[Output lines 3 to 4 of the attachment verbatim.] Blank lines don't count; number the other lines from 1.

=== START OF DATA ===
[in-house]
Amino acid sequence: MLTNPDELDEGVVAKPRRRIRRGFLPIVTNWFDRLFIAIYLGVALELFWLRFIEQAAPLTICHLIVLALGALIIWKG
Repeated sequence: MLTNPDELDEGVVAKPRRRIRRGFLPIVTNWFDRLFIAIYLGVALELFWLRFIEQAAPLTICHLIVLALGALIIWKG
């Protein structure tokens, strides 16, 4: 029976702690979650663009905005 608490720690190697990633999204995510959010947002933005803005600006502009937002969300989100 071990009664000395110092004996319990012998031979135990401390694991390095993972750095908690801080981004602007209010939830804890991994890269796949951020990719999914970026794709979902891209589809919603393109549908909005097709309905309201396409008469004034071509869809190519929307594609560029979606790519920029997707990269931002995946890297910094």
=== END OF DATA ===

Repeated sequence: MLTNPDELDEGVVAKPRRRIRRGFLPIVTNWFDRLFIAIYLGVALELFWLRFIEQAAPLTICHLIVLALGALIIWKG
């Protein structure tokens, strides 16, 4: 029976702690979650663009905005 608490720690190697990633999204995510959010947002933005803005600006502009937002969300989100 071990009664000395110092004996319990012998031979135990401390694991390095993972750095908690801080981004602007209010939830804890991994890269796949951020990719999914970026794709979902891209589809919603393109549908909005097709309905309201396409008469004034071509869809190519929307594609560029979606790519920029997707990269931002995946890297910094």